The question might seem simple enough, but there are a lot of people asking it. I had been asked a few times myself, and the other day at work, I overheard the question again. Is there a difference between sustainable and organic? Well, the simple answer is yes, but as just about any other seemingly simple question, the answer is never as simple as a quick yes or no.
Sustainability is quite simply the capacity to support, and maintain a specific environmental, economic, and social homeostasis. For many farmers and gardeners, it’s about taking an active role in the stewardship of the Earth, thus creating a symbiotic relationship with the Earth. Most believe that in order to maintain a level of true sustainability, growing using organic methods are necessary.
Organic is growing using more traditional methods rather than relying on chemicals and genetically engineered product. Organic agriculture often relies on crop rotation, and the permaculture methods in which have been used since the very beginning of agriculture.
The biggest misconception I’ve heard is that if you’re organic, you’re sustainable. Well, this isn’t the case. There are many farmers out there who are organic, but are far from sustainable. I know more than my share who will tell you that they are sustainable, but if you recall, prior to the dust bowl, most farmers were still farming to the standard in which would allow them to certify as organic. The problem was they were not using sustainable methods, such as proper crop rotation and permaculture. They were, as many still are today, both organic and conventional, using the monoculture methods which are pushed heavily by the market and by government programs.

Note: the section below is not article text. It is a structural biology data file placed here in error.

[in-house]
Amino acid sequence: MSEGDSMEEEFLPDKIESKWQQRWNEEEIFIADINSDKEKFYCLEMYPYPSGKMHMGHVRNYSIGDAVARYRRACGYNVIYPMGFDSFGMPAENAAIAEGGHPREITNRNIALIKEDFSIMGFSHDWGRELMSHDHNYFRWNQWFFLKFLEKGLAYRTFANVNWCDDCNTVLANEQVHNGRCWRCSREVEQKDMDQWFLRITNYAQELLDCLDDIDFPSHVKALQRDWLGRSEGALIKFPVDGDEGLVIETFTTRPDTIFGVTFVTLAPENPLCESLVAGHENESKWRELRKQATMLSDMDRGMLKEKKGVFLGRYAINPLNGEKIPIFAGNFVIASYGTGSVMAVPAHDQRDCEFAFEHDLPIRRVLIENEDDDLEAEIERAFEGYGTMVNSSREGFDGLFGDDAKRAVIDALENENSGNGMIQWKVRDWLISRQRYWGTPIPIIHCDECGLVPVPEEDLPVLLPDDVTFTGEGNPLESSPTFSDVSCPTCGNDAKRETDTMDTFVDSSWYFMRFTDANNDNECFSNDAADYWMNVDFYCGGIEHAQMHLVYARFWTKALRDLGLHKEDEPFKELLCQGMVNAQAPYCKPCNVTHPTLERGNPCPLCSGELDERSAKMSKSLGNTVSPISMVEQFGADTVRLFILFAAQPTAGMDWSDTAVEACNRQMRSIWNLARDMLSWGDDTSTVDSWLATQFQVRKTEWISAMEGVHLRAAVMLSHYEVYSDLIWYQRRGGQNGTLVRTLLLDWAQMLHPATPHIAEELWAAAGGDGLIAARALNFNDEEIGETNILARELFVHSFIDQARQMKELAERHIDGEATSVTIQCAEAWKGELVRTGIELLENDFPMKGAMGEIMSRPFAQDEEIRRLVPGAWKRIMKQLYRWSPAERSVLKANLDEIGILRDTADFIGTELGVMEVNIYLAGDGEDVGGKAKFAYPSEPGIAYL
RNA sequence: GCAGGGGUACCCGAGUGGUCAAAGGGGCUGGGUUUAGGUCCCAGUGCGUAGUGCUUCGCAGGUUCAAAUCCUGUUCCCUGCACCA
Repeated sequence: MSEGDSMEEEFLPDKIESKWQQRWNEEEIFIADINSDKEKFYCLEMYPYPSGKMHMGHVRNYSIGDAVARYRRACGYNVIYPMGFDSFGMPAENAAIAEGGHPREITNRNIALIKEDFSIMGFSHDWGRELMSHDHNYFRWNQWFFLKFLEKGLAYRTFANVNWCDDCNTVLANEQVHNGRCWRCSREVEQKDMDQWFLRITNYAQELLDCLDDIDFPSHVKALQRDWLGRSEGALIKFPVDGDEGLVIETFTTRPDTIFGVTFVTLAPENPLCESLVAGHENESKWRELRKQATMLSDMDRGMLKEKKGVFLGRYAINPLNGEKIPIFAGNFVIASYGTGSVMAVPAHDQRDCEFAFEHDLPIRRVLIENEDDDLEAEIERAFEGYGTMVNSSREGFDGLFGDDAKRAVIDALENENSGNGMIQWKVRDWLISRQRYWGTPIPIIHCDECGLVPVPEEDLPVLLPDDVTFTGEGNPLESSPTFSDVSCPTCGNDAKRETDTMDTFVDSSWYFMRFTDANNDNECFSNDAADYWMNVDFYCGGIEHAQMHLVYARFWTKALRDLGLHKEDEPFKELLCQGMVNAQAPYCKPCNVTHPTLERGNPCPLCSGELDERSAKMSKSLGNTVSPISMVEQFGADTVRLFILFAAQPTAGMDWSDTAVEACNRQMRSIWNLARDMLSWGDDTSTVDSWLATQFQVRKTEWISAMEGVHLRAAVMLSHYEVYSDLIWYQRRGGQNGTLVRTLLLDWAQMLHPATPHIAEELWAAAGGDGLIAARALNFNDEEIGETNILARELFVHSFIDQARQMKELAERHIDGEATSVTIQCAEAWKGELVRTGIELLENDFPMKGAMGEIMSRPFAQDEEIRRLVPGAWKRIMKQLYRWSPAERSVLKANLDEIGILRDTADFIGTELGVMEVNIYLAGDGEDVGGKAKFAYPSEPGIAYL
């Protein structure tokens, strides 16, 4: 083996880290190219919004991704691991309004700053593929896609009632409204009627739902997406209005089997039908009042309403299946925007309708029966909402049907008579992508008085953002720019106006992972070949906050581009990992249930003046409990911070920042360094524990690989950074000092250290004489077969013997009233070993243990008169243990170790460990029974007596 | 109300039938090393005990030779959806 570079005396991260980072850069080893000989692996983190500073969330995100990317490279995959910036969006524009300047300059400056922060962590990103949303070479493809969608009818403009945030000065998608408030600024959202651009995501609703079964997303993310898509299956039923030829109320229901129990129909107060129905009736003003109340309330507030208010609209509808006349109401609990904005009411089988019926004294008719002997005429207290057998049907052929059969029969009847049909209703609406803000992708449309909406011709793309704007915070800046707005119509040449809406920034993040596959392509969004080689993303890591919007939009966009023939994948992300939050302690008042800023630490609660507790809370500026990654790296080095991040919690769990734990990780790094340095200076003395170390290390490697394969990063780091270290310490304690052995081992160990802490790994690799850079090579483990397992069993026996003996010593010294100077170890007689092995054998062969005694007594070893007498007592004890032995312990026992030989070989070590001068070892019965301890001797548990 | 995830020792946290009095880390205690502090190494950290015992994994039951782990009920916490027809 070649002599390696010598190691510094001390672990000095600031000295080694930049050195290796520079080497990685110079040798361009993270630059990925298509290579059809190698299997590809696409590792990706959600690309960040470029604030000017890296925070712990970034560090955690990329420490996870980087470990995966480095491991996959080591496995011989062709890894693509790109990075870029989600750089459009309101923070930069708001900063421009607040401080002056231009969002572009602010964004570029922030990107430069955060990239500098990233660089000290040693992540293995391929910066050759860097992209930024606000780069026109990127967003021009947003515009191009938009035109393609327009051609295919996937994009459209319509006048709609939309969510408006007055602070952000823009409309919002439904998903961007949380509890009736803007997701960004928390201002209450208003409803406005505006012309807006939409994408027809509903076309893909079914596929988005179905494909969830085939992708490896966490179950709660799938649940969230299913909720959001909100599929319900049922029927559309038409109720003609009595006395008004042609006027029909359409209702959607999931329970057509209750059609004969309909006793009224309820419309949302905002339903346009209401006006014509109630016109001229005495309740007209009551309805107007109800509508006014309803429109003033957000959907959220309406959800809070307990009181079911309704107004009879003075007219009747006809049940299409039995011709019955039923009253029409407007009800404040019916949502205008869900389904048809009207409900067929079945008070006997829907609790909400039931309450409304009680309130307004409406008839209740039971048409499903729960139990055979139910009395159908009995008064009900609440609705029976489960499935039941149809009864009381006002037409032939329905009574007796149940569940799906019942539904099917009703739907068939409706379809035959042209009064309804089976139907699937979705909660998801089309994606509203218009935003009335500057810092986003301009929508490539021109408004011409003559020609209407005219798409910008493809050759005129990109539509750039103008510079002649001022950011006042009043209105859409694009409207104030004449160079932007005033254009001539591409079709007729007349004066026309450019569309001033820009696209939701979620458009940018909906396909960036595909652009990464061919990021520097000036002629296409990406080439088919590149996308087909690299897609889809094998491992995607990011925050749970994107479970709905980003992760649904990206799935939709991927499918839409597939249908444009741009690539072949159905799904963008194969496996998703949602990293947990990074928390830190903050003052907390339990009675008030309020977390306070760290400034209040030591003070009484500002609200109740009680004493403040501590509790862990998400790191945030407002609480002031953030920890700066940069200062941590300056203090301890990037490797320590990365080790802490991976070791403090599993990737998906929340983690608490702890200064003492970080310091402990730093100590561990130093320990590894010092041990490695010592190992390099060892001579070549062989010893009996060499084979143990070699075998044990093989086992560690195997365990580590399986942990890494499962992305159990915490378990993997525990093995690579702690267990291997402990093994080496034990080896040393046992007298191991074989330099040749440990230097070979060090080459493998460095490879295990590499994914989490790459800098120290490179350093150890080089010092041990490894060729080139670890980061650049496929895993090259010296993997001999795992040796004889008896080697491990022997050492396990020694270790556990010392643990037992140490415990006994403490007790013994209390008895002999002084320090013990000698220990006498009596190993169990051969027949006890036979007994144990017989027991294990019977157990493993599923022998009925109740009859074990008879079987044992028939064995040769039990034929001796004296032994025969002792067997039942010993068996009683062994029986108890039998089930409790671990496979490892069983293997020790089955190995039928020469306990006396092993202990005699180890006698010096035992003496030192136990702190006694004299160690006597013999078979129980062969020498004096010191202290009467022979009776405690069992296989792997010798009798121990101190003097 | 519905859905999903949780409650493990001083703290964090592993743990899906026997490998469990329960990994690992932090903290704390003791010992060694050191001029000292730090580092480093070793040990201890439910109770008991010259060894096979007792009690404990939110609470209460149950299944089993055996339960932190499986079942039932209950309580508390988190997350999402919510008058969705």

When growing sustainable, organic is necessary. I’m not saying that everyone needs to go out to certify, that would be insane for the average gardener, but using organic seed, soil, fertilizer, without chemicals or genetically modified material is essential for the long term sustainability of your garden..
Our Tiny Earth is working towards being a sustainable urban farm. It’s not something that just happens overnight, but it’s something we believe we can achieve. Most of the seed we use is certified organic, as is the soil, and fertilizer. The compost is not certified, as we make it ourselves and see no point in having a personal garden certified. We have been known to use untreated seed, which means that it has not been treated with any chemicals, nor is it a GMO seed. We have a plan for crop rotation, which allows for a strong, healthy, and nutrient rich soil and also helps with pest control. We use rain water, in which we collect in rain barrels to irrigate our crops as well as a drip irrigation system, which allows for the conservation of water. We plant a very wide variety of veggies, as the more we plant, the higher rate of success we will have.
So, in a nutshell, sustainability and organic are not the same. To grow organic, one does not need to be growing using sustainable practices, but by being sustainable, one does need to adhere to organic practices.